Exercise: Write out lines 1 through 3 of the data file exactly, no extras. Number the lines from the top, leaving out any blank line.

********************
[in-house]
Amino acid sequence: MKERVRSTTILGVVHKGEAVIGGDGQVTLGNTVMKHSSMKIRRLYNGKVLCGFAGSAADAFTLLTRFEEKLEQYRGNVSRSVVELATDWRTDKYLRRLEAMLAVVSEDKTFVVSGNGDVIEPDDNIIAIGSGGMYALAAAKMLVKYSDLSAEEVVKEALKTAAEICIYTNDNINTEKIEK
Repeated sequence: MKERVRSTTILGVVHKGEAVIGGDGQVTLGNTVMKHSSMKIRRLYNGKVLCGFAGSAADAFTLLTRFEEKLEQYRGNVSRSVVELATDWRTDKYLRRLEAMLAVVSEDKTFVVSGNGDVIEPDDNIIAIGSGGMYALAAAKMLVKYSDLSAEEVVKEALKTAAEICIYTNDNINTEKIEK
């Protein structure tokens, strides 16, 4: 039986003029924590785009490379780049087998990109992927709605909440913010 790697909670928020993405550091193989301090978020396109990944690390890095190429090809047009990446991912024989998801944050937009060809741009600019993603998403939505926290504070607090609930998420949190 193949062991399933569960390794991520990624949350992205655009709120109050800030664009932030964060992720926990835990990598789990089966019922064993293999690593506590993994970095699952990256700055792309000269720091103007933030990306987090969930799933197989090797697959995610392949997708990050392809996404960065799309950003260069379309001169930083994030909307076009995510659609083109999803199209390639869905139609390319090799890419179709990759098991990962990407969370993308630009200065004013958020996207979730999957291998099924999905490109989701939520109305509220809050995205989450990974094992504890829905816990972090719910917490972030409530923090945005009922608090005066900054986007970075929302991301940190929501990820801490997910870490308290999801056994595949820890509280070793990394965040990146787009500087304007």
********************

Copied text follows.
[in-house]
Amino acid sequence: MKERVRSTTILGVVHKGEAVIGGDGQVTLGNTVMKHSSMKIRRLYNGKVLCGFAGSAADAFTLLTRFEEKLEQYRGNVSRSVVELATDWRTDKYLRRLEAMLAVVSEDKTFVVSGNGDVIEPDDNIIAIGSGGMYALAAAKMLVKYSDLSAEEVVKEALKTAAEICIYTNDNINTEKIEK
Repeated sequence: MKERVRSTTILGVVHKGEAVIGGDGQVTLGNTVMKHSSMKIRRLYNGKVLCGFAGSAADAFTLLTRFEEKLEQYRGNVSRSVVELATDWRTDKYLRRLEAMLAVVSEDKTFVVSGNGDVIEPDDNIIAIGSGGMYALAAAKMLVKYSDLSAEEVVKEALKTAAEICIYTNDNINTEKIEK